Monday, June 15, 2015

MS Monday—PPIE Part 8: The Historic American Buildings Survey and the Panama Canal Zone

The recent and fascinating issue of Boom magazine reminds us that the Panama-Pacific International Exhibition (PPIE) was a celebration of California’s imperial ambitions in the Pacific, marked by the opening of the Panama Canal in 1914. The tiny Isthmus of Panama—at its narrowest point only 30 miles across—has long been the focus of imperial concern and contestation, beginning in the 16th century and continuing until the present day. Throughout the twentieth century, the United States has maintained an active “interest” in Panamanian affairs, exercising sovereignty over the Panama Canal Zone from 1903 to 1979. Ten years after the abolition of the zone, the U.S. invaded Panama, ousting its president Manuel Noriega.

Fort San Lorenzo, main entrance to the port, by M.E. Beatty, 1957 February, Historic American Buildings Survey (HABS) records, MS 3980
Geopolitical struggles over the Isthmus of Panama are nothing new. Beginning in the sixteenth century, the isthmus was a major artery in the flow of wealth from the Americas to the coffers of the Spanish empire. Fort San Lorenzo, pictured above and below, was built by the Spanish at the mouth of the Chagres River to protect the isthmus from the depredations of British privateers like Sir Francis Drake. Surprisingly, the California Historical Society’s collections contain photographs of Fort San Lorenzo—created as part of the Historic American Buildings Survey, a program of the National Park Service founded during the Great Depression to employ out-of-work architects, photographers, and draftsmen to document the nation’s threatened architectural heritage. As Fort San Lorenzo was part of the U.S.-controlled Panama Canal Zone, HABS recorders traveled to Panama to document the fort and other Spanish colonial structures in the late 1950s. These photos represent a truly odd confluence of historical forces: Spanish colonialism, the U.S. occupation of Panama, and the New Deal.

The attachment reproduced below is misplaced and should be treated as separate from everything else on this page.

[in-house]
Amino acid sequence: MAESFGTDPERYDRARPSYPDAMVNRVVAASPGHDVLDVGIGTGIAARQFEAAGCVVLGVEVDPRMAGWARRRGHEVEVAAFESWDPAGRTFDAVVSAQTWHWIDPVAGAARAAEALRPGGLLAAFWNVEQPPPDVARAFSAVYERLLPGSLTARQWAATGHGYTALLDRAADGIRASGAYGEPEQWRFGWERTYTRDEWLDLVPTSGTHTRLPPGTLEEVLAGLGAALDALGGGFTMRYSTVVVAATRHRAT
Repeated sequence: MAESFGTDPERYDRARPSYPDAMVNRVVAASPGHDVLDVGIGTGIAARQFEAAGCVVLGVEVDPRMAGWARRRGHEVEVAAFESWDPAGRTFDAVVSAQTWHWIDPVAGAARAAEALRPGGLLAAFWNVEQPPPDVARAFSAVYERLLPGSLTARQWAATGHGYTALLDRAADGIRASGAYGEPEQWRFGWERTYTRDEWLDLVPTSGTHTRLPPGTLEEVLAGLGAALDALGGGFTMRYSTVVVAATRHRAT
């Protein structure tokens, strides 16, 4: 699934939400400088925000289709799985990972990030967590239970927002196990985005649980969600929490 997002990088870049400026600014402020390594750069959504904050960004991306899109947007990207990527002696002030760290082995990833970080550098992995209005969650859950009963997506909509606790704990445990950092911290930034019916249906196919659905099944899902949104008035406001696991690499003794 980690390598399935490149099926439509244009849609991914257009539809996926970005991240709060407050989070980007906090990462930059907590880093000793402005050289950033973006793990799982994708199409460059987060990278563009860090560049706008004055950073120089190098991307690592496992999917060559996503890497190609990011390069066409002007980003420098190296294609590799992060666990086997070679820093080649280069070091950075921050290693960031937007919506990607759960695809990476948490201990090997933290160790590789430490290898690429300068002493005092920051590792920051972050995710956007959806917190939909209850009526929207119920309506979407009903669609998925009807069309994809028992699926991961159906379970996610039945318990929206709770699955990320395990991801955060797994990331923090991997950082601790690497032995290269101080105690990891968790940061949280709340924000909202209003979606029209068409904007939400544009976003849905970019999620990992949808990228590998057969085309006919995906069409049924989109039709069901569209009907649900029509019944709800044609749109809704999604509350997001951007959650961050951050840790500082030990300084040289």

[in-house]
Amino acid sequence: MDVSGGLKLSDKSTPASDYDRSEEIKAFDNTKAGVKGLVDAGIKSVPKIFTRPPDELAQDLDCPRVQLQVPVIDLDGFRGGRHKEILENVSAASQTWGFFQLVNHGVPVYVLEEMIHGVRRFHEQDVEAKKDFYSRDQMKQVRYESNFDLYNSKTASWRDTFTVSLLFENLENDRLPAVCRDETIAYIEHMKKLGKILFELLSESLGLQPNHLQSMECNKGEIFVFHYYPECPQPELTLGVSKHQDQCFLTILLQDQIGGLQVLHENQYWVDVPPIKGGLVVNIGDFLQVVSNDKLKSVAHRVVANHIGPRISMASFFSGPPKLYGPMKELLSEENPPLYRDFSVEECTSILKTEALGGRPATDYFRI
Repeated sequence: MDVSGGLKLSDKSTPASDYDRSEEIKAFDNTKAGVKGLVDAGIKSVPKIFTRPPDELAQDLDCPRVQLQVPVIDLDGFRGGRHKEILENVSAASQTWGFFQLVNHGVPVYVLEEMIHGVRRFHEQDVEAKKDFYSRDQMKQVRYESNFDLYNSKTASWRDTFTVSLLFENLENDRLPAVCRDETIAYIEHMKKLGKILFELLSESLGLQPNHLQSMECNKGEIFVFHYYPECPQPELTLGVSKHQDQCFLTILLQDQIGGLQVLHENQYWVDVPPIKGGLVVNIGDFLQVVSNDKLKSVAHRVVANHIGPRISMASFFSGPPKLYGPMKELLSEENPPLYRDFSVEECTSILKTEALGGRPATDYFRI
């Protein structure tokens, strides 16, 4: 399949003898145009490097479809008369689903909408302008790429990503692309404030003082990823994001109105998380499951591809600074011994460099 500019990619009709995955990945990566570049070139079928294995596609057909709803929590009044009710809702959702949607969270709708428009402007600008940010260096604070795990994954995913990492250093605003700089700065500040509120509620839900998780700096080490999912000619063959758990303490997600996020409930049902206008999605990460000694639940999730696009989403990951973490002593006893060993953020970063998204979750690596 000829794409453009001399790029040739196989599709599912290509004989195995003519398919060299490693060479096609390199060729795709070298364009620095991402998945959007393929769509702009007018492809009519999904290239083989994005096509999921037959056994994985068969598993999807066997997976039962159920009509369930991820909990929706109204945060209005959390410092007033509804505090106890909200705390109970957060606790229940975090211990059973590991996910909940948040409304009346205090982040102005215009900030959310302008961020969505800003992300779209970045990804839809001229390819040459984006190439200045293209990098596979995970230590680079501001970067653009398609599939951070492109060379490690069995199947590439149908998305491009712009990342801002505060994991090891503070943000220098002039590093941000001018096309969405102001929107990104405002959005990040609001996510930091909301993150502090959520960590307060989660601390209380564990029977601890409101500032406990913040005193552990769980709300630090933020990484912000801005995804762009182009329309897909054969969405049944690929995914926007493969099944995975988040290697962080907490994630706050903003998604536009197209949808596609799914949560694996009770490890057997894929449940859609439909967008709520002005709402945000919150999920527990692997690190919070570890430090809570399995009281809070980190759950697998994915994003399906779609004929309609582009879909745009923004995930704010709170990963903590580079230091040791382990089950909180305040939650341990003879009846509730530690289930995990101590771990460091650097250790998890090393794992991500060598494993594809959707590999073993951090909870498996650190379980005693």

Fort San Lorenzo, quarry steps on the fort headland, by M.E. Beatty, 1957 February, Historic American Buildings Survey (HABS) records, MS 3980
Fort San Lorenzo, the fort from the bank of the Chagres, by M.E. Beatty, 1957 February, Historic American Buildings Survey (HABS) records, MS 3980
Marie Silva
Archivist & Manuscripts Librarian

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